Tens of thousands of Palestinians have languished for over 65 years in the Ein el-Hilweh refugee camp, waiting to return home. Now, through his documentary, Mahdi Fleifel reveals an essential side of Palestinian exile that is often forgotten: the human side.
It was heartening that the Academy bestowed its highest honors this year to “Twelve Years a Slave,” a story about injustice and liberation, and recognizing America’s historic cruelty towards its people.
Maybe it is the curse of the oppressed to achieve their greatest recognition only when the primary injury of oppression is long over, after it can really help. Palestinians don’t have an easy time penetrating the Western cultural landscape. True, last year, the Academy short-listed “Five Broken Cameras,” the story of a village’s struggle against the security barrier in the West Bank, for Best Documentary. Although it didn’t win, the nomination generated attention.
But Mahdi Fleifel, the director of the 2012 documentary “A World Not Ours,” thinks that an essential side of the Palestinian story has been forgotten: the human side.
The global media feeds up stereotypes about aggressors, terrorists, or victims at best, he suggests in an interview with +972 Magazine from London. Even “Five Broken Cameras” is about the poor Palestinian villagers, little Davids struggling in the muddy hills of the West Bank against their Goliath. Their lives revolve around the Israeli-Palestinian conflict. What else is there?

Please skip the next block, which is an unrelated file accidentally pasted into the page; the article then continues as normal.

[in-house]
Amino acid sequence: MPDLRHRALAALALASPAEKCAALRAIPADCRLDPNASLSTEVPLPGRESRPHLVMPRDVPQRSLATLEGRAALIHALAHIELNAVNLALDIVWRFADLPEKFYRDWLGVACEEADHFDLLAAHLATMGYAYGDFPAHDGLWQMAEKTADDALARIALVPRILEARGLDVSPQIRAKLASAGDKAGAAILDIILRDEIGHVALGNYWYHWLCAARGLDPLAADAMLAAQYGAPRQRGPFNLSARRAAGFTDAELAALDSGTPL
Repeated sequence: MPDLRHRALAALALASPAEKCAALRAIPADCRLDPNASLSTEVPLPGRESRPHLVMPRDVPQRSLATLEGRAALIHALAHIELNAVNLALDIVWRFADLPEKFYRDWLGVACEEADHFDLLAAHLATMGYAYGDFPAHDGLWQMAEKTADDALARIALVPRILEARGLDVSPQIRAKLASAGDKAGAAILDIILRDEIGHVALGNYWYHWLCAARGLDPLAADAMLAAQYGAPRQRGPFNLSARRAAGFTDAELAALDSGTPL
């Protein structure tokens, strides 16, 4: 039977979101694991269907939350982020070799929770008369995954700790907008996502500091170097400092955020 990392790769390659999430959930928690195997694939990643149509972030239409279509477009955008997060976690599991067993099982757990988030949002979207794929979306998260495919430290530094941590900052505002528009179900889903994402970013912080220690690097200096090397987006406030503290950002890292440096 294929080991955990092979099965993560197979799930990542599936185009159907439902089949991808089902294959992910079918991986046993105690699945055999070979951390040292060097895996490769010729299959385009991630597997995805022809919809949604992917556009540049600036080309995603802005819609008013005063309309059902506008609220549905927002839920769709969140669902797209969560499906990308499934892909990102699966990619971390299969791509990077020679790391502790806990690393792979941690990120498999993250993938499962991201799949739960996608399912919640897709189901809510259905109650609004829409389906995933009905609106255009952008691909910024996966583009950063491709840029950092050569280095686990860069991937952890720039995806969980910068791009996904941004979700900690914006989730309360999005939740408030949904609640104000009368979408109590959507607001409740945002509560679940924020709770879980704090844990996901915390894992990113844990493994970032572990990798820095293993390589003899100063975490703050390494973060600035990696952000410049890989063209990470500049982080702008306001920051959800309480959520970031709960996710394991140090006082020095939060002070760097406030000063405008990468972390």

On the face of it, Fleifel’s film about three generations of a Palestinian family living in the squalid in Ein el-Helweh refugee camp in Lebanon since 1948 doesn’t seem like the best candidate to break the typical victimized image of Palestinians.
Somehow, it does. It turns out the refugee camp is a little universe. In “one square kilometer with over 70,000 refugees,” ironies and contradictions abound. As the film opens he tells us that the name Ein el-Helweh means “the sweet spring,” over a background of a cool saxophone riff; while the camera pans over pockmarked walls and the rubble of buildings. In this anachronism lives a community of colorful characters, with heroes and legends, humor and fools. There is Fleifel’s cantankerous grandpa, loafing in a porch chair in an alley,...Read More